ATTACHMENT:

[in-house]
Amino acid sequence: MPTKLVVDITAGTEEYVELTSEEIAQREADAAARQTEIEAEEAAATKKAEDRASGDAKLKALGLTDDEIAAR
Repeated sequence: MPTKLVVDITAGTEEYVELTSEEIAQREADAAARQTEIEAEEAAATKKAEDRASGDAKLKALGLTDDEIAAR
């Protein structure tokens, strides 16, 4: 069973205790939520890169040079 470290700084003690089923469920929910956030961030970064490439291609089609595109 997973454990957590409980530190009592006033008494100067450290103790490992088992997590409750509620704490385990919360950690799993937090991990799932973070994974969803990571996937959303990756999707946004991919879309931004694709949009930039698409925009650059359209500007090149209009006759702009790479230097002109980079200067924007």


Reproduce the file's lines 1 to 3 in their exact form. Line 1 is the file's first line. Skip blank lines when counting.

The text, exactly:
[in-house]
Amino acid sequence: MPTKLVVDITAGTEEYVELTSEEIAQREADAAARQTEIEAEEAAATKKAEDRASGDAKLKALGLTDDEIAAR
Repeated sequence: MPTKLVVDITAGTEEYVELTSEEIAQREADAAARQTEIEAEEAAATKKAEDRASGDAKLKALGLTDDEIAAR